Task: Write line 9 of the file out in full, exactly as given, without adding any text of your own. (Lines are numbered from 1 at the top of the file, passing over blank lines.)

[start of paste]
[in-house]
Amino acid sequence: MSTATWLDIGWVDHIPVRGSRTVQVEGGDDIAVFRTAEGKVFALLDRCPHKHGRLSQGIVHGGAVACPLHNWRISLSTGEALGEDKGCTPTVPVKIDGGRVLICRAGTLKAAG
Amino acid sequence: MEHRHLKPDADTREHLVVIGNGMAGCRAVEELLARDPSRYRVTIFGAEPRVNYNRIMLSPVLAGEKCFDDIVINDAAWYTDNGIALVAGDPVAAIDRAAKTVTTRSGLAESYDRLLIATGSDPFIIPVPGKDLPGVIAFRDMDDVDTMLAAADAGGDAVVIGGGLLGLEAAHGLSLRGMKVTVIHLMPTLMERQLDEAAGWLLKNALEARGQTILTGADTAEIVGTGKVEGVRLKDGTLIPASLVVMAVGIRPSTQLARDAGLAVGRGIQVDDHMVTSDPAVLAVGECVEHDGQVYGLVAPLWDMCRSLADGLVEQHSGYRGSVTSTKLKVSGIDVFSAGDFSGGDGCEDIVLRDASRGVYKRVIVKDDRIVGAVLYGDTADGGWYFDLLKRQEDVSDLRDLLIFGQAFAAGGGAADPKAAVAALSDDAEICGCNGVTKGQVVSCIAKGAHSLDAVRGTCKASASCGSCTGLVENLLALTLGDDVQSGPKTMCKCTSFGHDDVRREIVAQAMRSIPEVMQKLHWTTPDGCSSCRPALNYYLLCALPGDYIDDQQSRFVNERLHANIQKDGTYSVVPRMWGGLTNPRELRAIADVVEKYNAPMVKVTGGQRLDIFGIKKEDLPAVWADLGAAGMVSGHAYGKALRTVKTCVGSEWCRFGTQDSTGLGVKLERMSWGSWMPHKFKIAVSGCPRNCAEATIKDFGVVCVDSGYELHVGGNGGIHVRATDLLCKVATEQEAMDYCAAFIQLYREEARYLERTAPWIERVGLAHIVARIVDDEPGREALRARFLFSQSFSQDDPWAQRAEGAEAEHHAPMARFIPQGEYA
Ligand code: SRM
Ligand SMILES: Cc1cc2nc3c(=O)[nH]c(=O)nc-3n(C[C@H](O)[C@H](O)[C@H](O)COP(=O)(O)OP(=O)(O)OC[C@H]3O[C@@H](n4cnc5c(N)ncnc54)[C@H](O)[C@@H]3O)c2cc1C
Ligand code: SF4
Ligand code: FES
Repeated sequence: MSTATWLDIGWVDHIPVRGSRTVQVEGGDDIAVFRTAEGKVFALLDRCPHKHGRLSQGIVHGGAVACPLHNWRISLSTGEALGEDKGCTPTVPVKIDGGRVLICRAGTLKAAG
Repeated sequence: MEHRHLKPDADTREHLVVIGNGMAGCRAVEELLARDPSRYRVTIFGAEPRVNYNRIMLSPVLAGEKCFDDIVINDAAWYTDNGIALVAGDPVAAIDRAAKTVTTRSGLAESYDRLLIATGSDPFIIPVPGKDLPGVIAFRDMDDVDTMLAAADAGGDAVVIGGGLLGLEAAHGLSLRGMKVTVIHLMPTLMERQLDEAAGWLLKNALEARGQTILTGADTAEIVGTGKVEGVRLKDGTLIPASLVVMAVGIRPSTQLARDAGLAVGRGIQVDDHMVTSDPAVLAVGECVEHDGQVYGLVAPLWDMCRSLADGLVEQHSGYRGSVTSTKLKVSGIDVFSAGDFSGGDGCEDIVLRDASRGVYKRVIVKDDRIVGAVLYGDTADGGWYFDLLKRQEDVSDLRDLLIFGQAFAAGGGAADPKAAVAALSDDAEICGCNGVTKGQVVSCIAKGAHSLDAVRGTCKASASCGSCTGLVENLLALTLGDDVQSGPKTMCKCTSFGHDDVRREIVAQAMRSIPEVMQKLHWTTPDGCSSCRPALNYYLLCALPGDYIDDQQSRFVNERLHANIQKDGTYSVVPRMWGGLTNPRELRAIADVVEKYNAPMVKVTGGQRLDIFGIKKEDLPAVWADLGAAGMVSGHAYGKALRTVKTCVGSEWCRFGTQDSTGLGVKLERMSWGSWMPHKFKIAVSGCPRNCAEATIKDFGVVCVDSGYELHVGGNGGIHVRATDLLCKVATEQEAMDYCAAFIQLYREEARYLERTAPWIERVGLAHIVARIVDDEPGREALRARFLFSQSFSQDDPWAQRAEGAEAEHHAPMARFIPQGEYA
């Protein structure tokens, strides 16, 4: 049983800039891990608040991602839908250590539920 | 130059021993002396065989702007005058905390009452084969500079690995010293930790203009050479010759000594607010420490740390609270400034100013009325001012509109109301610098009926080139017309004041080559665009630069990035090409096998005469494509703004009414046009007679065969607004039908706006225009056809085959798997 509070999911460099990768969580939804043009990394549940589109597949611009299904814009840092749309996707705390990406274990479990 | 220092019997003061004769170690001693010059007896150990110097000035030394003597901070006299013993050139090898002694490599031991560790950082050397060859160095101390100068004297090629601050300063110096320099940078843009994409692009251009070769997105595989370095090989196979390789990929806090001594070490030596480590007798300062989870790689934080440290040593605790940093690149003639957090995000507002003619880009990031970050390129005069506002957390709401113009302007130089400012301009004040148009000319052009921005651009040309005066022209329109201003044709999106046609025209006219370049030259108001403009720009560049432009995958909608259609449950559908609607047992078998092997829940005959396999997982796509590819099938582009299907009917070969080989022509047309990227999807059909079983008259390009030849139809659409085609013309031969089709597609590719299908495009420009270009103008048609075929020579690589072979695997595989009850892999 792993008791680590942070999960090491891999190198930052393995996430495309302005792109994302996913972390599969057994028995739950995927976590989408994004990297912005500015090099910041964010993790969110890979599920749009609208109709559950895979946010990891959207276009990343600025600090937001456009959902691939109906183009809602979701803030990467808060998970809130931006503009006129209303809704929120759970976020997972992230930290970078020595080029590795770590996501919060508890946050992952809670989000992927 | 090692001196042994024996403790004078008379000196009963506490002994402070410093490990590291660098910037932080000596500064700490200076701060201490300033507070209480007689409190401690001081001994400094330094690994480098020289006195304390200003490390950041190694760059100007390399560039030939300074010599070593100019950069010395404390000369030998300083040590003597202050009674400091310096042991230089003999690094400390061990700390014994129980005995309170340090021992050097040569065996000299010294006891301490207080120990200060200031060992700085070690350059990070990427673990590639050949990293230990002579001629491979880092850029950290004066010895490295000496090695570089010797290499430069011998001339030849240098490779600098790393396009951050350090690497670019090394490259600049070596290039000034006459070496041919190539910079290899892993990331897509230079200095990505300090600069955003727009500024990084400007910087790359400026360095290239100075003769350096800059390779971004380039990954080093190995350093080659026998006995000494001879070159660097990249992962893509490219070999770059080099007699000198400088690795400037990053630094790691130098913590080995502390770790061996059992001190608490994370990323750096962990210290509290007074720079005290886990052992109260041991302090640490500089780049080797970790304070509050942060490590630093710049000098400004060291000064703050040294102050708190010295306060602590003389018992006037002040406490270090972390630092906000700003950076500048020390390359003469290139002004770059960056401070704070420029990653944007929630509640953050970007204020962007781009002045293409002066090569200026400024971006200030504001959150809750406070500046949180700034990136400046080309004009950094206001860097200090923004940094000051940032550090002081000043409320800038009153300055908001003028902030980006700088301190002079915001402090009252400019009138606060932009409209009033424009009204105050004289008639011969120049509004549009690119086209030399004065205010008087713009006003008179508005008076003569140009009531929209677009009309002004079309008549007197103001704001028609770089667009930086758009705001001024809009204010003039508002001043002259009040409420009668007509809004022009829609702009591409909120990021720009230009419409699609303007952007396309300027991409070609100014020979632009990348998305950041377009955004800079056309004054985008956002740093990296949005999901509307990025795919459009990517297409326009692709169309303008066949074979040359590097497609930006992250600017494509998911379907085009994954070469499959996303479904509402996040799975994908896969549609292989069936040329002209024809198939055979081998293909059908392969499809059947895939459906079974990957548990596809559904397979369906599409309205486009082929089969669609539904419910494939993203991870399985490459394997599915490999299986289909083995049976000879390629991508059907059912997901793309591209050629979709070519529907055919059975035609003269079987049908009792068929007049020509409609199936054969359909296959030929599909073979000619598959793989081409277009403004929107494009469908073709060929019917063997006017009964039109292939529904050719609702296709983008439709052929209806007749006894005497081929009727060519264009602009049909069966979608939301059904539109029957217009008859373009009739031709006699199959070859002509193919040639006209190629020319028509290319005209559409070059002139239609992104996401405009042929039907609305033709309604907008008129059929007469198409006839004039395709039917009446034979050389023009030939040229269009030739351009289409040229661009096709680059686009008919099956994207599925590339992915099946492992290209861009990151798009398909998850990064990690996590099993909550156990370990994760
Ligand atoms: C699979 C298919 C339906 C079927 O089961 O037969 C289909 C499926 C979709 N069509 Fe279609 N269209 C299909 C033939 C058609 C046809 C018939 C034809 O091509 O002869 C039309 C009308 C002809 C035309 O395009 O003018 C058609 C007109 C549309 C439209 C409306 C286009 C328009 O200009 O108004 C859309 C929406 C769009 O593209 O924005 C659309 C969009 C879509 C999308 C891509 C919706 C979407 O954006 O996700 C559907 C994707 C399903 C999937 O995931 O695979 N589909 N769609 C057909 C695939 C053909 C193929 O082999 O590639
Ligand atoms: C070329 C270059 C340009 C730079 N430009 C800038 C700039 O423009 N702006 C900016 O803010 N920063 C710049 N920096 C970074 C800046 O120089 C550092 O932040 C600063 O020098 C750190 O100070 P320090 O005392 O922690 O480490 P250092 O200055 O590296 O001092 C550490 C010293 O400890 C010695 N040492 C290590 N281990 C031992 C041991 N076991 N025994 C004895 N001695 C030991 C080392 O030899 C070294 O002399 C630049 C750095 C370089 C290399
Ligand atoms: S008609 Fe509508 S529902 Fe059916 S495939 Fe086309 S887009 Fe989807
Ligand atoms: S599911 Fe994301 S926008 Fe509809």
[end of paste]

Repeated sequence: MEHRHLKPDADTREHLVVIGNGMAGCRAVEELLARDPSRYRVTIFGAEPRVNYNRIMLSPVLAGEKCFDDIVINDAAWYTDNGIALVAGDPVAAIDRAAKTVTTRSGLAESYDRLLIATGSDPFIIPVPGKDLPGVIAFRDMDDVDTMLAAADAGGDAVVIGGGLLGLEAAHGLSLRGMKVTVIHLMPTLMERQLDEAAGWLLKNALEARGQTILTGADTAEIVGTGKVEGVRLKDGTLIPASLVVMAVGIRPSTQLARDAGLAVGRGIQVDDHMVTSDPAVLAVGECVEHDGQVYGLVAPLWDMCRSLADGLVEQHSGYRGSVTSTKLKVSGIDVFSAGDFSGGDGCEDIVLRDASRGVYKRVIVKDDRIVGAVLYGDTADGGWYFDLLKRQEDVSDLRDLLIFGQAFAAGGGAADPKAAVAALSDDAEICGCNGVTKGQVVSCIAKGAHSLDAVRGTCKASASCGSCTGLVENLLALTLGDDVQSGPKTMCKCTSFGHDDVRREIVAQAMRSIPEVMQKLHWTTPDGCSSCRPALNYYLLCALPGDYIDDQQSRFVNERLHANIQKDGTYSVVPRMWGGLTNPRELRAIADVVEKYNAPMVKVTGGQRLDIFGIKKEDLPAVWADLGAAGMVSGHAYGKALRTVKTCVGSEWCRFGTQDSTGLGVKLERMSWGSWMPHKFKIAVSGCPRNCAEATIKDFGVVCVDSGYELHVGGNGGIHVRATDLLCKVATEQEAMDYCAAFIQLYREEARYLERTAPWIERVGLAHIVARIVDDEPGREALRARFLFSQSFSQDDPWAQRAEGAEAEHHAPMARFIPQGEYA